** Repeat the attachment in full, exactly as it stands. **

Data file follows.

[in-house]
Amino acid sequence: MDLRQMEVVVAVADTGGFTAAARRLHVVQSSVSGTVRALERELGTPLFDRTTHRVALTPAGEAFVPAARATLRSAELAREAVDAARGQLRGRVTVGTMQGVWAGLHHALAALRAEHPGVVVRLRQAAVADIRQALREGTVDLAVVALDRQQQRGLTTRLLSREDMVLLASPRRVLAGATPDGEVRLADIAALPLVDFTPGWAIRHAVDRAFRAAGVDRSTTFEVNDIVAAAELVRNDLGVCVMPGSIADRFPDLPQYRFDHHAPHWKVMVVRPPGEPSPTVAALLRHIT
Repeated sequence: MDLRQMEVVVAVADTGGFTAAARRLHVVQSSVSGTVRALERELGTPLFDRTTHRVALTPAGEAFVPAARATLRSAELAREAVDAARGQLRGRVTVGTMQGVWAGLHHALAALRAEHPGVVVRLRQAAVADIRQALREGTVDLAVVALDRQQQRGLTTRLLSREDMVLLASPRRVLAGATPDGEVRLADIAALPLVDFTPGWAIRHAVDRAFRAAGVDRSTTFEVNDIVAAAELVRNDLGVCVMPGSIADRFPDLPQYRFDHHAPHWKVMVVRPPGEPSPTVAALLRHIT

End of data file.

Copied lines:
[in-house]
Amino acid sequence: MDLRQMEVVVAVADTGGFTAAARRLHVVQSSVSGTVRALERELGTPLFDRTTHRVALTPAGEAFVPAARATLRSAELAREAVDAARGQLRGRVTVGTMQGVWAGLHHALAALRAEHPGVVVRLRQAAVADIRQALREGTVDLAVVALDRQQQRGLTTRLLSREDMVLLASPRRVLAGATPDGEVRLADIAALPLVDFTPGWAIRHAVDRAFRAAGVDRSTTFEVNDIVAAAELVRNDLGVCVMPGSIADRFPDLPQYRFDHHAPHWKVMVVRPPGEPSPTVAALLRHIT
Repeated sequence: MDLRQMEVVVAVADTGGFTAAARRLHVVQSSVSGTVRALERELGTPLFDRTTHRVALTPAGEAFVPAARATLRSAELAREAVDAARGQLRGRVTVGTMQGVWAGLHHALAALRAEHPGVVVRLRQAAVADIRQALREGTVDLAVVALDRQQQRGLTTRLLSREDMVLLASPRRVLAGATPDGEVRLADIAALPLVDFTPGWAIRHAVDRAFRAAGVDRSTTFEVNDIVAAAELVRNDLGVCVMPGSIADRFPDLPQYRFDHHAPHWKVMVVRPPGEPSPTVAALLRHIT